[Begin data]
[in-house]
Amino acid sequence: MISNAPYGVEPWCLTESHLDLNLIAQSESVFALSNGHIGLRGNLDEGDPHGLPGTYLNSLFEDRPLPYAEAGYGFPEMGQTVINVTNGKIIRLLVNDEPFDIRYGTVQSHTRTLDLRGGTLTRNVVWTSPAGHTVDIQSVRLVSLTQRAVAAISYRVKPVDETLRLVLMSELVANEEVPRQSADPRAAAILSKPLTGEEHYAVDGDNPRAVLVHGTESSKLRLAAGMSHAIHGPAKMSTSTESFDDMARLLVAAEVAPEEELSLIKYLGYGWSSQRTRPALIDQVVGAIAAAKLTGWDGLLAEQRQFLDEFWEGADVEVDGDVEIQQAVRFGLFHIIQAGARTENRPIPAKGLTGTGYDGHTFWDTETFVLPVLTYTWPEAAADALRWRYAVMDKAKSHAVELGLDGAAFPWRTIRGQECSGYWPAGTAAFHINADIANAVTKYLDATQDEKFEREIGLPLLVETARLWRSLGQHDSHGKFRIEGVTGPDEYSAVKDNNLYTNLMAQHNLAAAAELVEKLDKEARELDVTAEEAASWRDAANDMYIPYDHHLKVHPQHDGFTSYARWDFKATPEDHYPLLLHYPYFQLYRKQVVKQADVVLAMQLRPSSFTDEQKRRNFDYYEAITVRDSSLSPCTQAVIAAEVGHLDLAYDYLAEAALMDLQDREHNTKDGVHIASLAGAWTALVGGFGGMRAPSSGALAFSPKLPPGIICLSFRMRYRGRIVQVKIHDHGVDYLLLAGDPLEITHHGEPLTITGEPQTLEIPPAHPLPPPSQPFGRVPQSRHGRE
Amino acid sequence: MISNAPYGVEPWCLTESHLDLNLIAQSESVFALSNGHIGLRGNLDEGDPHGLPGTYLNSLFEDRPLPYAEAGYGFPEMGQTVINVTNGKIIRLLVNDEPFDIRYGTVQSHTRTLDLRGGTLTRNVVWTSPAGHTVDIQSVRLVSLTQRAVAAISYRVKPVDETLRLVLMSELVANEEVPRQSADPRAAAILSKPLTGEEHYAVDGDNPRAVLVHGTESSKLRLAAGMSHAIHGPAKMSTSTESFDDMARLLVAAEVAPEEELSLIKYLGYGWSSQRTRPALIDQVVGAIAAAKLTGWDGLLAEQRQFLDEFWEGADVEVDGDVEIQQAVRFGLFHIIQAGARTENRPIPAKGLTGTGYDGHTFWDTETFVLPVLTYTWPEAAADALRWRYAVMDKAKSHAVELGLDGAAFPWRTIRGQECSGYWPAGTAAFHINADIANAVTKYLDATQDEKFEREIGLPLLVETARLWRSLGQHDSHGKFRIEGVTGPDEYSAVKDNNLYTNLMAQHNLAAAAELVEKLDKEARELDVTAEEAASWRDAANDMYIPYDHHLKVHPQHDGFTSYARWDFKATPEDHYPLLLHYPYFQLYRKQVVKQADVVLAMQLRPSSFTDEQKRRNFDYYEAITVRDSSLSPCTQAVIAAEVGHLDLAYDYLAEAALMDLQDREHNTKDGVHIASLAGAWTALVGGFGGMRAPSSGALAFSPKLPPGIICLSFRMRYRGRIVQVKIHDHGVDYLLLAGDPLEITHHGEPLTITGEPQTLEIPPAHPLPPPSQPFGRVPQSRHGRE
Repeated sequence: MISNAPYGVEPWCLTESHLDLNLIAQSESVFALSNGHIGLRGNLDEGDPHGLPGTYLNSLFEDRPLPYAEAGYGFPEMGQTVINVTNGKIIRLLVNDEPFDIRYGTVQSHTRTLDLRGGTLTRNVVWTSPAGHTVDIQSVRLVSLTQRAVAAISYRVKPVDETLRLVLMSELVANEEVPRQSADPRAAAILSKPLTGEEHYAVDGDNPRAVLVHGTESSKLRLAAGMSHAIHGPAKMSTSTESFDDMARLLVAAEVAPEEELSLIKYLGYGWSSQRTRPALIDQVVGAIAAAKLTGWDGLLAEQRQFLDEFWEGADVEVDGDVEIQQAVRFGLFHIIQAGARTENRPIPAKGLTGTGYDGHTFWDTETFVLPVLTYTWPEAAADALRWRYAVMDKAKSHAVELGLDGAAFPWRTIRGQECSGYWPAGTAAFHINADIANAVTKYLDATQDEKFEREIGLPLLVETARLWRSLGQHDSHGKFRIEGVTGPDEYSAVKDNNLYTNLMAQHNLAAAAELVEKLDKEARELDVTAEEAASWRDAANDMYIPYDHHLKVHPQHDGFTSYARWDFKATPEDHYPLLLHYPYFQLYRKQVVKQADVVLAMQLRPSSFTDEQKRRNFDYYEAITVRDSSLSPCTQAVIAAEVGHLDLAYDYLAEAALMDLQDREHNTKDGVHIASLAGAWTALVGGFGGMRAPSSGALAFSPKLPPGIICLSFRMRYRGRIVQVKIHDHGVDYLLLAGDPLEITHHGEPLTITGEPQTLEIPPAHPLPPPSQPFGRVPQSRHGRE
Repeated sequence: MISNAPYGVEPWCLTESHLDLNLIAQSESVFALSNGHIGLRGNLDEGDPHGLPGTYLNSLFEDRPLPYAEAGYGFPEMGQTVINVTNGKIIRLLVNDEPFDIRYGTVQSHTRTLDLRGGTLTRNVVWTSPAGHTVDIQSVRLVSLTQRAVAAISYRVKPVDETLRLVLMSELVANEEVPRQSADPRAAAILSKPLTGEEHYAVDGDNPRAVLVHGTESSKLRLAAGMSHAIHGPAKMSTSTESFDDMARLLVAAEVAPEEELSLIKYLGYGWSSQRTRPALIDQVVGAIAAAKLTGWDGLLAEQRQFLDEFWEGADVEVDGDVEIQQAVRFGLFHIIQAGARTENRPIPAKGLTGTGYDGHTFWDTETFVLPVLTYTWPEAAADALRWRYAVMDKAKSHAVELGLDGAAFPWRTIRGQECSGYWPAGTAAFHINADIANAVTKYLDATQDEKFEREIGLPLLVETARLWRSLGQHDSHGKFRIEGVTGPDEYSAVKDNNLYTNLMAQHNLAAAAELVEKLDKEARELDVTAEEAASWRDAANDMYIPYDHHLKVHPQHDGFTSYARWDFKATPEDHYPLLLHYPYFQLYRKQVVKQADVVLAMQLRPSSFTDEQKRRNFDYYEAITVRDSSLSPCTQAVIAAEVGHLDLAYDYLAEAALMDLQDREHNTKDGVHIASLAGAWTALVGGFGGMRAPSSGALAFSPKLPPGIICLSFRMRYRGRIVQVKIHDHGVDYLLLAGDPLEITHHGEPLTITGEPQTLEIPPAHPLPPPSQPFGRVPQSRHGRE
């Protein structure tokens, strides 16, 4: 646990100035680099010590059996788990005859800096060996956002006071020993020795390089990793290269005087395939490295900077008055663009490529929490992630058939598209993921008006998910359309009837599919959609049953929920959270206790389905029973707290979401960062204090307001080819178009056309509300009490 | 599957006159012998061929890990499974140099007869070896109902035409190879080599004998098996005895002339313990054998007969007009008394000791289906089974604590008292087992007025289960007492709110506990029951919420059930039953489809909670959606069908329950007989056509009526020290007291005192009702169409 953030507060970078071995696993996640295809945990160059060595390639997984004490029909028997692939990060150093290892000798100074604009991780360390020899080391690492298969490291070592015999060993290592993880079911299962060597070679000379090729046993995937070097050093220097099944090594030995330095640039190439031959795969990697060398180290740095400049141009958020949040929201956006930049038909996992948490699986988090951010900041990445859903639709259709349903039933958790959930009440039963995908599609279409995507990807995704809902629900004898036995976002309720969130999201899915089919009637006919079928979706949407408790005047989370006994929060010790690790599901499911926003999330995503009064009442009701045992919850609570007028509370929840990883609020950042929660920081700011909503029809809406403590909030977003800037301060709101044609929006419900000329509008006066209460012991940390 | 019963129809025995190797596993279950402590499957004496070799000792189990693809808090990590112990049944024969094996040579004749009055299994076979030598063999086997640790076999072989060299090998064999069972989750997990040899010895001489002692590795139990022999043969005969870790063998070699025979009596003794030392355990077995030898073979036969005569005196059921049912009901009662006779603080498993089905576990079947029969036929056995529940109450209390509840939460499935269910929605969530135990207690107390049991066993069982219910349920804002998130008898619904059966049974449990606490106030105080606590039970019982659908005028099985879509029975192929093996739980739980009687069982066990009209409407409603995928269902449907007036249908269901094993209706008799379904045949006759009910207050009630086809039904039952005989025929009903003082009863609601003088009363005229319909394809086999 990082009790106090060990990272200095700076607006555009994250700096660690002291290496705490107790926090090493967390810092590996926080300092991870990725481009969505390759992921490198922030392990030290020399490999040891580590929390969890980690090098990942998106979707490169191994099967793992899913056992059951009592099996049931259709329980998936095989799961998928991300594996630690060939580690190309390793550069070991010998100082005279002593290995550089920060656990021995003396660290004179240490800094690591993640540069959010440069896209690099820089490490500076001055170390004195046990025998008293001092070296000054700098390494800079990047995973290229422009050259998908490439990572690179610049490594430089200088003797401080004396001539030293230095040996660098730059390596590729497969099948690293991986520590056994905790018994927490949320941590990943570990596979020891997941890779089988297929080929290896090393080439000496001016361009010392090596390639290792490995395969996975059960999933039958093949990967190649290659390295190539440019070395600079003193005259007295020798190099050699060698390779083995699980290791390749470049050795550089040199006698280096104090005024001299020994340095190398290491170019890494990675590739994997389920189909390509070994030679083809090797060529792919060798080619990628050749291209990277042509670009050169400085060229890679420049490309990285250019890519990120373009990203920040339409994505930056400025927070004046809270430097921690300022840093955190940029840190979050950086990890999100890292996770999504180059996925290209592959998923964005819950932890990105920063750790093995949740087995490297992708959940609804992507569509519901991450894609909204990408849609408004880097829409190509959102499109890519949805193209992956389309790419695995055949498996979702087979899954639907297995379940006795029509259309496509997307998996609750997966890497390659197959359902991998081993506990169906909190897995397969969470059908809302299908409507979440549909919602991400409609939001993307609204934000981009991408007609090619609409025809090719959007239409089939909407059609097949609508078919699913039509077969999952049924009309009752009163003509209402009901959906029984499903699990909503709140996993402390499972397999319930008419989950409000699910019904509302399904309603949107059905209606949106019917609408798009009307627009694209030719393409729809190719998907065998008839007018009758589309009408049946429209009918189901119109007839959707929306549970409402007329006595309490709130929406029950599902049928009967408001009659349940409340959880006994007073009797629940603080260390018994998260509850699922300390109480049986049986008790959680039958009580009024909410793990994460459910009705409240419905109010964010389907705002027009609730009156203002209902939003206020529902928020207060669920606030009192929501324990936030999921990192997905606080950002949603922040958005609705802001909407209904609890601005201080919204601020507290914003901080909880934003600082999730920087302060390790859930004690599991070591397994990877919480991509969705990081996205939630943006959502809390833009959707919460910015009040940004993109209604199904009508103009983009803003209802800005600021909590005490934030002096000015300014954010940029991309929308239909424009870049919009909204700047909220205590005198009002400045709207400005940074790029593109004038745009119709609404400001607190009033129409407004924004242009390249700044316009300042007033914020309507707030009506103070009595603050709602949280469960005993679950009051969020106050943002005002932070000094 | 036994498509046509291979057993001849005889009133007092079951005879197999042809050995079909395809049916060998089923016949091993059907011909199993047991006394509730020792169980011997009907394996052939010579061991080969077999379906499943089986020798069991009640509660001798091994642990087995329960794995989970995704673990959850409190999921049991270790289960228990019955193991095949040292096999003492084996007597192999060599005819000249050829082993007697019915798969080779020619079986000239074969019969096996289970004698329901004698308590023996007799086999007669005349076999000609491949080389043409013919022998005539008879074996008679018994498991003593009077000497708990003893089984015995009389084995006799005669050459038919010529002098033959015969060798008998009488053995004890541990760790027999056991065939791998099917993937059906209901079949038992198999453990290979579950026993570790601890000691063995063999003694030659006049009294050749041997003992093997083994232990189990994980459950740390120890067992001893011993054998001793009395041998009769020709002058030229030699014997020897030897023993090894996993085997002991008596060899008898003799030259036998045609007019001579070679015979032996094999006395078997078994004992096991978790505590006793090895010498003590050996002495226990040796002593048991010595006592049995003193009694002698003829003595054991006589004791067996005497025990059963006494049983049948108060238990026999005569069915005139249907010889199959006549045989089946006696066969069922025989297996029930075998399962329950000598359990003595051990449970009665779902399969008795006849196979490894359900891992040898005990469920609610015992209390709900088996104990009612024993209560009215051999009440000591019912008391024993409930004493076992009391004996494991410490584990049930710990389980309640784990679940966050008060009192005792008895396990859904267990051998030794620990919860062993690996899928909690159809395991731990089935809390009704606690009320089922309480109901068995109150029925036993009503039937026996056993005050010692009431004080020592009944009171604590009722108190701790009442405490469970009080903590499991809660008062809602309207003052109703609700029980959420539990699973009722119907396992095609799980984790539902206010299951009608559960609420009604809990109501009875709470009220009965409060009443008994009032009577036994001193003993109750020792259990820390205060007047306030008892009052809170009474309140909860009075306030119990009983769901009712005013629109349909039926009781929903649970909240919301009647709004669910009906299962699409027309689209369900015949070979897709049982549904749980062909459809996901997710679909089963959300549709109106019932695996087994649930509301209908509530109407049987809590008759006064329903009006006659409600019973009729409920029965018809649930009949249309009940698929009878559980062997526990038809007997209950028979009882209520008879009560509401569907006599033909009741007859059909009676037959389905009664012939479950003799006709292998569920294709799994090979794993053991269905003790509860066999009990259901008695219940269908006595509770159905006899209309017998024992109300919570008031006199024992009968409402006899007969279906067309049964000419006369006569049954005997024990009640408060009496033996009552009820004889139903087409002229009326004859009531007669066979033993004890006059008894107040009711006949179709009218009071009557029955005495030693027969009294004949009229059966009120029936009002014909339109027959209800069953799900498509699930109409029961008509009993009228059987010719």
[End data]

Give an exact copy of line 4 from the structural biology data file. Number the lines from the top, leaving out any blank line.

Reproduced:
Repeated sequence: MISNAPYGVEPWCLTESHLDLNLIAQSESVFALSNGHIGLRGNLDEGDPHGLPGTYLNSLFEDRPLPYAEAGYGFPEMGQTVINVTNGKIIRLLVNDEPFDIRYGTVQSHTRTLDLRGGTLTRNVVWTSPAGHTVDIQSVRLVSLTQRAVAAISYRVKPVDETLRLVLMSELVANEEVPRQSADPRAAAILSKPLTGEEHYAVDGDNPRAVLVHGTESSKLRLAAGMSHAIHGPAKMSTSTESFDDMARLLVAAEVAPEEELSLIKYLGYGWSSQRTRPALIDQVVGAIAAAKLTGWDGLLAEQRQFLDEFWEGADVEVDGDVEIQQAVRFGLFHIIQAGARTENRPIPAKGLTGTGYDGHTFWDTETFVLPVLTYTWPEAAADALRWRYAVMDKAKSHAVELGLDGAAFPWRTIRGQECSGYWPAGTAAFHINADIANAVTKYLDATQDEKFEREIGLPLLVETARLWRSLGQHDSHGKFRIEGVTGPDEYSAVKDNNLYTNLMAQHNLAAAAELVEKLDKEARELDVTAEEAASWRDAANDMYIPYDHHLKVHPQHDGFTSYARWDFKATPEDHYPLLLHYPYFQLYRKQVVKQADVVLAMQLRPSSFTDEQKRRNFDYYEAITVRDSSLSPCTQAVIAAEVGHLDLAYDYLAEAALMDLQDREHNTKDGVHIASLAGAWTALVGGFGGMRAPSSGALAFSPKLPPGIICLSFRMRYRGRIVQVKIHDHGVDYLLLAGDPLEITHHGEPLTITGEPQTLEIPPAHPLPPPSQPFGRVPQSRHGRE